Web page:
And the ground seems to be giving way under the Big Lie, as well. Last week, the Republican-led Michigan Senate Oversight Committee threw out claims of voter fraud in the 2020 election and reiterated the fact that President Joe Biden won fairly. A Georgia judge threw out most of the lawsuit calling for another inspection of ballots from Fulton County. And a New York court suspended Trump’s lawyer Rudy Guiliani from practicing law after it concluded that Giuliani made “demonstrably false and misleading statements to courts, lawmakers and the public at large in his capacity as lawyer for former President Donald J. Trump and the Trump campaign in connection with Trump’s failed effort at reelection in 2020.”

As the idea that the January 6 insurrectionists were not terrorists but patriots has become more and more far-fetched, the radical right has become more and more outrageous. Last week, for example, a contributor to the right-wing conspiracy network OAN repeated the lie that “voter fraud” undermined the 2020 election, and then suggested that those “involved in these efforts to undermine the election” deserve “execution.” 

Meanwhile, House Speaker Nancy Pelosi has announced that the House will be organizing a select committee to investigate the January 6 insurrection, and trials for the January 6 insurrectionists will be starting soon. Those trials will likely highlight the belief of the rioters that they were following the lead of then-president Trump to protect the country.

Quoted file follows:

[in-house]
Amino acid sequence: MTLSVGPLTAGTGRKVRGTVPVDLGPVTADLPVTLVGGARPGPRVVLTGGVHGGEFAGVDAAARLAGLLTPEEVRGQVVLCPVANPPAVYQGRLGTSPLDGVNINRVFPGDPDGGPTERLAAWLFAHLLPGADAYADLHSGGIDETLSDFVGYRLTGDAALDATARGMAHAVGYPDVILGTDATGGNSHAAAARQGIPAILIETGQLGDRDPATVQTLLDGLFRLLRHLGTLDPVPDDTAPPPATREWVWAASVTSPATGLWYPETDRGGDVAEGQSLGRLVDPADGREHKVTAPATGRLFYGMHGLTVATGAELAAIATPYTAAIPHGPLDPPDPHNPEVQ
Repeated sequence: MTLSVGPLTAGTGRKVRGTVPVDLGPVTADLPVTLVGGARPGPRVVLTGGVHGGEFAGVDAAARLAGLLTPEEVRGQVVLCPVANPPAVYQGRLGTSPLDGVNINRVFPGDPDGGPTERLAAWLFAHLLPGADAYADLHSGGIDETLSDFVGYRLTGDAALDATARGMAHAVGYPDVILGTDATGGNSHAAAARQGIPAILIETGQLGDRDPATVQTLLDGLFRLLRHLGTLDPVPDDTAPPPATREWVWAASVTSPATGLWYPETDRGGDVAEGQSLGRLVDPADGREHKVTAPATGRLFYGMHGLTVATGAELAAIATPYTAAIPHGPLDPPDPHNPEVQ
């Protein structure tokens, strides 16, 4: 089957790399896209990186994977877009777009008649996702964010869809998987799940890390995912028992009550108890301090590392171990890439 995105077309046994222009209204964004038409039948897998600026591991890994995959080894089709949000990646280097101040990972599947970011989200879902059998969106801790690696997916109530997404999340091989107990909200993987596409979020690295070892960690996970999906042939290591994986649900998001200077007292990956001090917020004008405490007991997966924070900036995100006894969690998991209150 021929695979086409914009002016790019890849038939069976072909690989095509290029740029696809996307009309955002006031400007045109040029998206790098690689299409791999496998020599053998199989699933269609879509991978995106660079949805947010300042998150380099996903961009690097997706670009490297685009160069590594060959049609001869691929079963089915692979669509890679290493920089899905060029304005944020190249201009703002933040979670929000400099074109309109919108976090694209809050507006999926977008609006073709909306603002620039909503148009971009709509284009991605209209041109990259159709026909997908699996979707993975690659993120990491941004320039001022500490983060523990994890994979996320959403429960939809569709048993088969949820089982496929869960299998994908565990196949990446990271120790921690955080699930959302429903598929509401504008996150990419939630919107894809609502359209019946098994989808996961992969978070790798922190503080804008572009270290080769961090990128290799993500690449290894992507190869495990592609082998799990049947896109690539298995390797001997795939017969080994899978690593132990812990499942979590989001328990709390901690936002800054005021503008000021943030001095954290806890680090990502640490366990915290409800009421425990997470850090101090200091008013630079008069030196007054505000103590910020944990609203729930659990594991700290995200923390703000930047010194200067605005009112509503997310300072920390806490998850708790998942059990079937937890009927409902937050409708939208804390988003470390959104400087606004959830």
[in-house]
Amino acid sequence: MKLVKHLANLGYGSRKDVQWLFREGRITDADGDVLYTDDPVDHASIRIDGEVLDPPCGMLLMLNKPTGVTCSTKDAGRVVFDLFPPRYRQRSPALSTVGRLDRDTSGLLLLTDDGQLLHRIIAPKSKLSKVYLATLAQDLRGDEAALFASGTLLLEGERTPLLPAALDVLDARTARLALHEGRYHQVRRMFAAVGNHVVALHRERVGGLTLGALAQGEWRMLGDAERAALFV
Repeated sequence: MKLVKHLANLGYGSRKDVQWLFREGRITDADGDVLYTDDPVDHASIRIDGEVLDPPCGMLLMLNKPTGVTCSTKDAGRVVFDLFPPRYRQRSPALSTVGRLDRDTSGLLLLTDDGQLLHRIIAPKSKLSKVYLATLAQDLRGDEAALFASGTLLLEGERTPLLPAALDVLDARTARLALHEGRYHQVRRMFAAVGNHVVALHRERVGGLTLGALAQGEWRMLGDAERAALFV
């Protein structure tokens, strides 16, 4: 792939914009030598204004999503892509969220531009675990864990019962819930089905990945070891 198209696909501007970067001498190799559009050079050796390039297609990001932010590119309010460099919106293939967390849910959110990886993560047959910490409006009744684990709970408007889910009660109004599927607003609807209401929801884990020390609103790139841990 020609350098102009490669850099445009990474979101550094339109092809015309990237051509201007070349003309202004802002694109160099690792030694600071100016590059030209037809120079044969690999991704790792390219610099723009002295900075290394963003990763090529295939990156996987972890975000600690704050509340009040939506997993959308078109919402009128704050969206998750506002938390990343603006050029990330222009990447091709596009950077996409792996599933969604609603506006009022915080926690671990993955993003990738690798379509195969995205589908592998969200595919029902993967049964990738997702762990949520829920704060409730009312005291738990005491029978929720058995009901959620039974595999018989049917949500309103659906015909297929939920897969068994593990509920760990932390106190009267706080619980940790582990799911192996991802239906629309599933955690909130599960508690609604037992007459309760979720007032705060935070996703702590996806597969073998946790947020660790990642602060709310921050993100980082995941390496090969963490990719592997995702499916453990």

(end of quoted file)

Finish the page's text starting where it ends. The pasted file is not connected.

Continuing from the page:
But, rather than looking like heroic patriots, Trump followers increasingly look like dupes. Barr’s effort to rewrite his actions is a good indication of which way he thinks the wind is blowing. When he left office shortly before the election, he wrote a glowing letter to his former boss promising to update him “on the Department’s review of voter fraud allegations in the 2020 election and how these allegations will continue to be pursued,” and promoting the rhetoric of those pushing the Big Lie: “At a time when the country is so deeply divided, it is incumbent on all levels of government, and all agencies acting within their purview, to do all we can to assure the integrity of elections and promote public confidence in their outcome.”   

Today’s article told a different story: “If there was evidence of fraud, I had no motive to suppress it. But my suspicion all the way along was that there was nothing there. It was all bullshit.”

Heather Cox Richardson is a Professor of History at Boston College. This post originally appeared at her Substack, Letters from an American.